According to James Grauerholz and Barry Miles, the editors of Naked Lunch: the Restored Text, Burroughs’s most well known book “evolved slowly and unpredictably over nine tumultuous years… not according to a premeditated outline or plan, but accumulated through a decade of travel and turmoil on four continents.” The correspondence and manuscript material held by Columbia documents the evolution of Naked Lunch and many aspects of the book’s production are evident in the pieces exhibited here. In the section of this exhibition dedicated to the Naked Lunch manuscripts held at Columbia—designated as the “Interzone” manuscript, as it was originally titled—it is evident that Burroughs’s novel circulated in fragments between the author’s friends and correspondents, publishers, and editors. This exhibition displays various pieces of a complex literary work, one that Allen Ginsberg described as “as endless novel that will drive us all mad.”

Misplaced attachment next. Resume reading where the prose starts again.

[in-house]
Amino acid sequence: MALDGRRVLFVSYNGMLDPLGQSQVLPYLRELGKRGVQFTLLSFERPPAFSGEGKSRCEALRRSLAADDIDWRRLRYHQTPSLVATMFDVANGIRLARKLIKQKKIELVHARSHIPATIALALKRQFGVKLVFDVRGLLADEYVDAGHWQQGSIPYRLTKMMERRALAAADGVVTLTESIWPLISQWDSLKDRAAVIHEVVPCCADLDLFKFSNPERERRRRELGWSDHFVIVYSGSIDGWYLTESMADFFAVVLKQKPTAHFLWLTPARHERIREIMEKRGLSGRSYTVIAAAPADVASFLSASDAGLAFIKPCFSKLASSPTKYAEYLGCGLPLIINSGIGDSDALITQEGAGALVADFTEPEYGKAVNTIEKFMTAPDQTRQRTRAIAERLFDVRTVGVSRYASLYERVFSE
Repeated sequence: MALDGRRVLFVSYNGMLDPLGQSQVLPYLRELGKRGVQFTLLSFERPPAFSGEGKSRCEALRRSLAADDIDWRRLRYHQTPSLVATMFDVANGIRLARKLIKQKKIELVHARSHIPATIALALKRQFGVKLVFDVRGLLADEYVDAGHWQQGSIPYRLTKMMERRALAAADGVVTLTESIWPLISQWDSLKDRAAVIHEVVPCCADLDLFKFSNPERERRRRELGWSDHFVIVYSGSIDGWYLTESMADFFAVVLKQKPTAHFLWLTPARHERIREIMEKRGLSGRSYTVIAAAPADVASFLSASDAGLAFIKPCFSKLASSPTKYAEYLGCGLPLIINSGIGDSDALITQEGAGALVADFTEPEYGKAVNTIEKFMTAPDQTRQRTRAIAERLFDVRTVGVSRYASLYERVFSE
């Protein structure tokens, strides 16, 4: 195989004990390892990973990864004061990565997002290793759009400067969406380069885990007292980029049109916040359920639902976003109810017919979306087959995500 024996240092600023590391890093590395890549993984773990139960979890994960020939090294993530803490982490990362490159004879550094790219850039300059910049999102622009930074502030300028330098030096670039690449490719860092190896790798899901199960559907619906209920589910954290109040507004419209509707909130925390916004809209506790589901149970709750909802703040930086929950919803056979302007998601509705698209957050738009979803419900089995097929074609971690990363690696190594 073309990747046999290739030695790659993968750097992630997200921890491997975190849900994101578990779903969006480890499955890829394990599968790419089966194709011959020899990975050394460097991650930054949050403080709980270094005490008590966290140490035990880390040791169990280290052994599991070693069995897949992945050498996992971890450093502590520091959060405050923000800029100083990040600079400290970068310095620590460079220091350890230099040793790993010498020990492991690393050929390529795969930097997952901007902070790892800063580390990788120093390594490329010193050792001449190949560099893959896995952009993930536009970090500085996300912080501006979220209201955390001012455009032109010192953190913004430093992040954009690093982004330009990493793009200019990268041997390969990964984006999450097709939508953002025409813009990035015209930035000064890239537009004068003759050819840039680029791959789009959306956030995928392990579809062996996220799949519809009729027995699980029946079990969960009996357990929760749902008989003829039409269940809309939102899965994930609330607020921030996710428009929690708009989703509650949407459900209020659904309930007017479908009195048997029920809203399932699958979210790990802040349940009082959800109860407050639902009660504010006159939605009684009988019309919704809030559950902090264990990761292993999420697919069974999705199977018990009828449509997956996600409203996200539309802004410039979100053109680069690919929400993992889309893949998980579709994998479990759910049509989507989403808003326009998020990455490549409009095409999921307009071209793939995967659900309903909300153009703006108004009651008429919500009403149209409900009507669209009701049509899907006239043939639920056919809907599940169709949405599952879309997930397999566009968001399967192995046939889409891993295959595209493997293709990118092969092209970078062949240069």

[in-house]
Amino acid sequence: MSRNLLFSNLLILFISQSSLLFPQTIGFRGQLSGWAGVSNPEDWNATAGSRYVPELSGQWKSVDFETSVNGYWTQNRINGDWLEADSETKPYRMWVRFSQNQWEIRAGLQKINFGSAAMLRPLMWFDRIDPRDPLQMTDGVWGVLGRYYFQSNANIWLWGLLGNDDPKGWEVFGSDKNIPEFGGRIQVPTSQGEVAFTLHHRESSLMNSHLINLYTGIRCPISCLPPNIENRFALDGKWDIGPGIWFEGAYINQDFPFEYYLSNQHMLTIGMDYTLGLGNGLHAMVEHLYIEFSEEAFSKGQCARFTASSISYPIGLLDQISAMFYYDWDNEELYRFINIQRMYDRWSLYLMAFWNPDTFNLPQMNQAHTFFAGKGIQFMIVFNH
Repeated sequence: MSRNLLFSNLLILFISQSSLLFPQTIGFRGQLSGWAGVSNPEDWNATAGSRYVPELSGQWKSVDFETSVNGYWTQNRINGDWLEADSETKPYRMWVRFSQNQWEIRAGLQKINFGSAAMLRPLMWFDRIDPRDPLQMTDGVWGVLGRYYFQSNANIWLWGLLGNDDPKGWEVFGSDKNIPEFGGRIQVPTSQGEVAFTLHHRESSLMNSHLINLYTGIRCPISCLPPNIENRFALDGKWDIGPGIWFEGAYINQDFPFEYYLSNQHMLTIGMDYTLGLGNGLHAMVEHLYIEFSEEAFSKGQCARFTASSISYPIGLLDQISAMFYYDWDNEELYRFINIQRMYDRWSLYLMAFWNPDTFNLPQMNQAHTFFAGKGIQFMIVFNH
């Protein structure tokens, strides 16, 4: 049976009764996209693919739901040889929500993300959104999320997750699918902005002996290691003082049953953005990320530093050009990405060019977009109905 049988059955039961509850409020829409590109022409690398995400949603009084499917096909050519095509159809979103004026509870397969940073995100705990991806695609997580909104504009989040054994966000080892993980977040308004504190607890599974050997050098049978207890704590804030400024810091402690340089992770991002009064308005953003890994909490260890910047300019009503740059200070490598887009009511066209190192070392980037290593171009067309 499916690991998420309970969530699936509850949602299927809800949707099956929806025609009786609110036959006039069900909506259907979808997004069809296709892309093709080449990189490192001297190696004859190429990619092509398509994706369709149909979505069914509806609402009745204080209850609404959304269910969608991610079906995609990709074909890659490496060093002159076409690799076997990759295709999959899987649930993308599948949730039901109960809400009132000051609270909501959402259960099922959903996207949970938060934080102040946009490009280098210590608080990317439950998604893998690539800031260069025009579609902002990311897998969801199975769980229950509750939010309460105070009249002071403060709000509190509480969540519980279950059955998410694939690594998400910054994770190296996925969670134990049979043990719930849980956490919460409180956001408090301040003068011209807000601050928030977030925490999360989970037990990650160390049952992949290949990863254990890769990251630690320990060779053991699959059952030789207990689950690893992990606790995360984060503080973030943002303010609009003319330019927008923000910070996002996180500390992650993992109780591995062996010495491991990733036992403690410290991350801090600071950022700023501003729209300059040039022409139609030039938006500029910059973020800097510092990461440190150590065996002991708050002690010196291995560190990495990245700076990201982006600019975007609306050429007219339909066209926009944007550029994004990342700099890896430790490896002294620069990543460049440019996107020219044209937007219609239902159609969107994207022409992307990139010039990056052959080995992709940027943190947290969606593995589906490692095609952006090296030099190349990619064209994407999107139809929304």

After his travels in Central and South America (January-July 1953), Burroughs had settled in Tangiers in late 1953, where he continued writing and experimenting with his unconventional text. He seems to have first referred to Naked Lunch by that title in a letter to Ginsberg dated 13 December 1954—but, as Oliver Harris has observed, at this time Burroughs considered “Naked Lunch as a tripartite work consisting of ‘Junk,’ ‘Queer,’ and ‘Yage’.” Burroughs’s correspondence, particularly those letters written to Ginsberg, contains many excerpts, fragments, and the routines that would eventually be added to his manuscript and edited into book form. Eventually, Ginsberg & Kerouac joined Burroughs in Tangier to work on Naked Lunch in early 1957, with the goal to type and edit the various fragments and sections until they had a “continuous and readable” manuscript—the latter survives as the “Interzone” manuscript, and is held in Columbia’s collections. The “Interzone” manuscript was submitted to City Lights for consideration, but turned down by its publisher Lawrence Ferlinghetti. The manuscript itself was returned to Allen Ginsberg in New York, and it remained in his papers until it came to Columbia. Meanwhile, Burroughs kept writing and editing his text and the version that was finally published by the Olympia Press in the summer of 1959 was an amalgam of the efforts of Burroughs as author and the Kerouac-Ginsberg editing team.